• All economic, political and social problems are, in the final analysis, human problems.
  • We do not aspire to economic development as an end but as a means.
  • The cooperativist ideal is to grow more as human persons.
  • It is unquestionably preferable to be a poor man than a satiated pig, it is better to be a discontented Socrates, Peter or Francis than to be a contented mad person.
  • Before dreaming about making managers, it is necessary to think about making mature persons. Before teaching them public relations and manners, they need to get used to forgetting about themselves.
  • Being a Christian is not only to possess the truth, but it is above all to practice the truth, which is the same thing as doing what is right.

A reflection to be applied to today’s “gig economy”:

  • Economic development represents human progress and constitutes a true moral duty. In the eyes of a believer, sub-employment, in all of its forms, is a scandal.

A brilliant reformulation of the “rendering unto Caesar” teaching:

  • Cooperativism gives work what is work’s and gives capital what is capital’s.

A much larger vision of the nature of work than we typically find:

  • The problem now is not to place ourselves in the conditions of avoiding work, but instead of making work a service and to a large extent a source of honest satisfaction. Work can and should be humanized.

Some corrections to Marxist notions:

  • Our strength is not translated as struggle but as Cooperation.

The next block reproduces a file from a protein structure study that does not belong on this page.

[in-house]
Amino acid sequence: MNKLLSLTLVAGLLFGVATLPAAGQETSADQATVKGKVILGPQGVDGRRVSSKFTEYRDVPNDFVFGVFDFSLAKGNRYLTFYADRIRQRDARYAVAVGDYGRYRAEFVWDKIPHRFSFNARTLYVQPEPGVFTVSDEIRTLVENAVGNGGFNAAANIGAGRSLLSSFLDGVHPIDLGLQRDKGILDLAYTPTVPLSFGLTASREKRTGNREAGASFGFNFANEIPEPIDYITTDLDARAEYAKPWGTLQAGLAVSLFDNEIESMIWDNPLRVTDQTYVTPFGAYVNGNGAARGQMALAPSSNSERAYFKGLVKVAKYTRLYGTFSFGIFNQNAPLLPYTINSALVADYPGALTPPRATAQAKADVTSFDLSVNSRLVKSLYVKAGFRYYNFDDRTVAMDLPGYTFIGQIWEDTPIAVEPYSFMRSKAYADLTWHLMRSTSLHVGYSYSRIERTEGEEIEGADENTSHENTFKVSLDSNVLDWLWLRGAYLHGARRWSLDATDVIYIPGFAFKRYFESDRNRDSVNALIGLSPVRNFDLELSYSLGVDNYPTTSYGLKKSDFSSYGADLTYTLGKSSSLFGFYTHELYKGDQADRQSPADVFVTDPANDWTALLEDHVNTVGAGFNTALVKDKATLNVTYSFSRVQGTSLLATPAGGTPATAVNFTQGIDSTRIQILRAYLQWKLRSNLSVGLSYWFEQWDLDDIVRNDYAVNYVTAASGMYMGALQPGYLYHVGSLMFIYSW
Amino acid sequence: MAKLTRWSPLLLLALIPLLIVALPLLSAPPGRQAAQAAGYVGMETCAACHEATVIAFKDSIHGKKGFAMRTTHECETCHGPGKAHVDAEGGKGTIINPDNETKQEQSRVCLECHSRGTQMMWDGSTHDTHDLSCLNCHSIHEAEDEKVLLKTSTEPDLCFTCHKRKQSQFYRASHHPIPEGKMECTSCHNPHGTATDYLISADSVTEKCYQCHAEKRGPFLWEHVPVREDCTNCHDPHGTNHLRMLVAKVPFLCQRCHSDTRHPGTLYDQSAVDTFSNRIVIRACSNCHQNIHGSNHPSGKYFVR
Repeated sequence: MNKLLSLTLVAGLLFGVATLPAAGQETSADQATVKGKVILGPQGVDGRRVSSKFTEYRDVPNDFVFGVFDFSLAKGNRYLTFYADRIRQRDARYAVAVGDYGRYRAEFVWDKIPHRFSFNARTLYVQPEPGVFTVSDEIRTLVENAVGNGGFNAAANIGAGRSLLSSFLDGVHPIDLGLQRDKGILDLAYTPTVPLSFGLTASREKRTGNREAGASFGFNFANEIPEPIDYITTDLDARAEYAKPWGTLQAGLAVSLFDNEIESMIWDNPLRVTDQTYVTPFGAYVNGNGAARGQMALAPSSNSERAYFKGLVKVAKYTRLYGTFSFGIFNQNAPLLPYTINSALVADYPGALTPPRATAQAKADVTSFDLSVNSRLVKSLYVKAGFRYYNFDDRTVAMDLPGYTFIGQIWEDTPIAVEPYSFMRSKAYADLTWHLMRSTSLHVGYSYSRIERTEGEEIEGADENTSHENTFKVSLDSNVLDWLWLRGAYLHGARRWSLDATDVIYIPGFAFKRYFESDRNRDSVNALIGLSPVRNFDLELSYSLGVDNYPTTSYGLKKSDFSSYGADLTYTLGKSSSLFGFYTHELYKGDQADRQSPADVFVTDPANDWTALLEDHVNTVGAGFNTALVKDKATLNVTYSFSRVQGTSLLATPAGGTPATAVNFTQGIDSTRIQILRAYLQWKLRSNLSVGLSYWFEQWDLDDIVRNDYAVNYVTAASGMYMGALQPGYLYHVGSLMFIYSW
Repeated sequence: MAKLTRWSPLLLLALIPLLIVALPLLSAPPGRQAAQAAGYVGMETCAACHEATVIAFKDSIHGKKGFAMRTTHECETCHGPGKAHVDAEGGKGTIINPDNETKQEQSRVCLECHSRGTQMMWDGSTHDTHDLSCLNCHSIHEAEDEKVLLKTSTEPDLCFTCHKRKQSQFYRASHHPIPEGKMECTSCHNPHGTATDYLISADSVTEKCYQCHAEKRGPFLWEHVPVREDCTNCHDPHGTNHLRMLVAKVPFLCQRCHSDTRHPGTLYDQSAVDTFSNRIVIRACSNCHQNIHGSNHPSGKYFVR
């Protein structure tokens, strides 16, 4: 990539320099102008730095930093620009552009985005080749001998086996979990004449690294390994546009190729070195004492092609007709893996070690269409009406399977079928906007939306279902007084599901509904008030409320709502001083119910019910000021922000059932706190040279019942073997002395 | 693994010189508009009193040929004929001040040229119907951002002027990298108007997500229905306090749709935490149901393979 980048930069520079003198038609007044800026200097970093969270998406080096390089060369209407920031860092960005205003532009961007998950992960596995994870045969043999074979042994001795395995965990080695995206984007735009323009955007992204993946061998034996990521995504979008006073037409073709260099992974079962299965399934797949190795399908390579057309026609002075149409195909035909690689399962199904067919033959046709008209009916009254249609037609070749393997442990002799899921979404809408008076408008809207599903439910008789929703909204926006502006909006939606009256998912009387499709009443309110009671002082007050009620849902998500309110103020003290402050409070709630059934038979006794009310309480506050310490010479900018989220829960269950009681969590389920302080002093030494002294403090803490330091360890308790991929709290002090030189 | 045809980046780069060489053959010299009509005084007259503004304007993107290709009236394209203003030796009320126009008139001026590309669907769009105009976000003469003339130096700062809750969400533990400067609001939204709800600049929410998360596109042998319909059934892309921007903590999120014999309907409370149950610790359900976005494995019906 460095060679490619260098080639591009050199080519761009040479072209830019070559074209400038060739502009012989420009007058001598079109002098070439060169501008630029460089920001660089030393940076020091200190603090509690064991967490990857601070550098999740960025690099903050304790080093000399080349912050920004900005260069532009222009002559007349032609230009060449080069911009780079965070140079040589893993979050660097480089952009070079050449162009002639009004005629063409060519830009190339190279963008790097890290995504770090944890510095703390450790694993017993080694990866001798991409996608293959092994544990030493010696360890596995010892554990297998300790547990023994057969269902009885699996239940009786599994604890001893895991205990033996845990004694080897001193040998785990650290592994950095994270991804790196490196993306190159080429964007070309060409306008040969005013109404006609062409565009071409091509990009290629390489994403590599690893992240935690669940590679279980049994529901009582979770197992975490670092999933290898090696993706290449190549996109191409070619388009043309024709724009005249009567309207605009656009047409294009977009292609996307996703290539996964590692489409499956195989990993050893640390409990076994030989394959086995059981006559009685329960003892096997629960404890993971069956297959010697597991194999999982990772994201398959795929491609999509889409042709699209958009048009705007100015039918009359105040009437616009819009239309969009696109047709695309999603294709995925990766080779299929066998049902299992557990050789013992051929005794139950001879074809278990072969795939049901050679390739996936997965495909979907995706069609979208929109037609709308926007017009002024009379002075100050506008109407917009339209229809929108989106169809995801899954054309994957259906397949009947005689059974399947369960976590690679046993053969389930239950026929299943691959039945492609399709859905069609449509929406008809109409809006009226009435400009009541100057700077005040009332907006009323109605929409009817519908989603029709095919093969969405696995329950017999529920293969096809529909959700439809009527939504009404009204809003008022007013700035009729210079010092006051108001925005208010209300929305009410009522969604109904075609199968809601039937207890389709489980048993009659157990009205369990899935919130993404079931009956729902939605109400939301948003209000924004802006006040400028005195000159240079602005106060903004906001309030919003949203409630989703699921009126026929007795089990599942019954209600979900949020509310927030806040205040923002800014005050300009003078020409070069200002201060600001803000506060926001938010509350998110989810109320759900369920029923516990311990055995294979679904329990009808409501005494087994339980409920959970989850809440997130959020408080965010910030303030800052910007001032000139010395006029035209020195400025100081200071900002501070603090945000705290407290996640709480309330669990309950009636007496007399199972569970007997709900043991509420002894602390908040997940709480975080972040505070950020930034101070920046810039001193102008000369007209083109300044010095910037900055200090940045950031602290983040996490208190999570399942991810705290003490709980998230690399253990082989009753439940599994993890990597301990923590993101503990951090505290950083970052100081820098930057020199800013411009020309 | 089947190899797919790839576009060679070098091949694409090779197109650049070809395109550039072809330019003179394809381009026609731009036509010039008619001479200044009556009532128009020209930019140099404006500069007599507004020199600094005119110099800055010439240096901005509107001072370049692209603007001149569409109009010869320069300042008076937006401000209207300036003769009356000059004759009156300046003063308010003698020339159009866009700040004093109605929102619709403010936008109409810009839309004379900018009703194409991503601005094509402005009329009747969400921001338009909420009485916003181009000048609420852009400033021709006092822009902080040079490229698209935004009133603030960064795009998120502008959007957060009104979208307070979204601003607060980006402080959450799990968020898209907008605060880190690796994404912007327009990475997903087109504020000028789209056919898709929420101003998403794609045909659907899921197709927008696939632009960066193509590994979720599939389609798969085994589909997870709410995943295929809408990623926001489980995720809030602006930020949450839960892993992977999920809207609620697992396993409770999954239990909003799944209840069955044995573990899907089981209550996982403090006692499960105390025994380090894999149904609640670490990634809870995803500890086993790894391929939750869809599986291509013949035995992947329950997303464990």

• Today revolution is called participation.
  • The economic revolution will or will not be moral. The moral revolution will or will not be economical.

Striking also, given Arizmendi’s time and place (Francoist Spain of the 1940s and 1950s), are thoughts such as these:

  • The position women have is, in any society, the exact measurement of its level of development.
  • It is not enough to cry about adverse luck: it is women’s duty to fight to conquer the position which belongs to them, and this fight must be endured in good and bad times.

Finally, this call to a new social vision, a third way:

  • If the sign of vitality is definitely not to endure but to be reborn, as was well said by a great cooperativist, if cooperativism is not only the diametrical opposite of paternalism but also of conformism and conservatism . . . then it is imperative that we remain on the cutting edge of social innovation. This is especially true when these innovations are demanded by a conscience of dignity and freedom, justice and solidarity. Those who share these feelings today do not lack strength.
  • Cooperativist philosophy rejects both the collectivist and the liberal conceptions of human nature. It recognizes instead the unique value of the human person, but insists that this person cannot be totally himself or herself until entering into creative as well as spiritually and materially productive relationships with the world he or she is a part of.

Devotees of Mondragon and its model—and there are many, scattered worldwide—tend to think first of its achievements of economic equity and workplace democracy. But since the founding of the first Mondragon cooperative business in 1954, powerful cultural and social factors have been at work, spreading outward across this part of the Basque region.


Only recently I came across the marvelous German-language (with English subtitles) documentary, Mondragón: A Basque Cooperative, made in 2012 when the aftershocks of the 2008 financial collapse were still reverberating through Europe. It is a revelation. The German film crew had heard that this network of cooperative businesses were withstanding the economic shock: no layoffs, 10% lower unemployment in the region as compared with the rest of Spain, etc. And they had likely noted that the U.N. had declared 2012 as the International Year of Cooperatives.